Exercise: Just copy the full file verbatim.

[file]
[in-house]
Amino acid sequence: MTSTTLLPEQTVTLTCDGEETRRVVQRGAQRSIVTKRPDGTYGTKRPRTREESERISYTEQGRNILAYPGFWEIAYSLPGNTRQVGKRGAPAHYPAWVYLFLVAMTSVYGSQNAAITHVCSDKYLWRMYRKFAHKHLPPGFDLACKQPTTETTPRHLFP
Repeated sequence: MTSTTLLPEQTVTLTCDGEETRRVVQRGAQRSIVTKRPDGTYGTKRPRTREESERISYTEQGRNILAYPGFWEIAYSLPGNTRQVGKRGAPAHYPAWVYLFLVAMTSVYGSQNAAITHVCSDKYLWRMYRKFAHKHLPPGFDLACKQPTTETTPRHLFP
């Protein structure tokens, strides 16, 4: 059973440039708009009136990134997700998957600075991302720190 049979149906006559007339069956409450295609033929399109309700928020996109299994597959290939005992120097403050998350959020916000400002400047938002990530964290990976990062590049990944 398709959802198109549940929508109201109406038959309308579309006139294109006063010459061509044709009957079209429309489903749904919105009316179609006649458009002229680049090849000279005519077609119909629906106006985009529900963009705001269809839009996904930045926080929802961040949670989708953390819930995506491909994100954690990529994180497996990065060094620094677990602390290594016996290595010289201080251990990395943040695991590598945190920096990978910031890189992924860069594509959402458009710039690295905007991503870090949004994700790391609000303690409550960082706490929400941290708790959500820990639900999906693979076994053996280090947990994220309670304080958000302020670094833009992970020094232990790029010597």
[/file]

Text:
[in-house]
Amino acid sequence: MTSTTLLPEQTVTLTCDGEETRRVVQRGAQRSIVTKRPDGTYGTKRPRTREESERISYTEQGRNILAYPGFWEIAYSLPGNTRQVGKRGAPAHYPAWVYLFLVAMTSVYGSQNAAITHVCSDKYLWRMYRKFAHKHLPPGFDLACKQPTTETTPRHLFP
Repeated sequence: MTSTTLLPEQTVTLTCDGEETRRVVQRGAQRSIVTKRPDGTYGTKRPRTREESERISYTEQGRNILAYPGFWEIAYSLPGNTRQVGKRGAPAHYPAWVYLFLVAMTSVYGSQNAAITHVCSDKYLWRMYRKFAHKHLPPGFDLACKQPTTETTPRHLFP
């Protein structure tokens, strides 16, 4: 059973440039708009009136990134997700998957600075991302720190 049979149906006559007339069956409450295609033929399109309700928020996109299994597959290939005992120097403050998350959020916000400002400047938002990530964290990976990062590049990944 398709959802198109549940929508109201109406038959309308579309006139294109006063010459061509044709009957079209429309489903749904919105009316179609006649458009002229680049090849000279005519077609119909629906106006985009529900963009705001269809839009996904930045926080929802961040949670989708953390819930995506491909994100954690990529994180497996990065060094620094677990602390290594016996290595010289201080251990990395943040695991590598945190920096990978910031890189992924860069594509959402458009710039690295905007991503870090949004994700790391609000303690409550960082706490929400941290708790959500820990639900999906693979076994053996280090947990994220309670304080958000302020670094833009992970020094232990790029010597």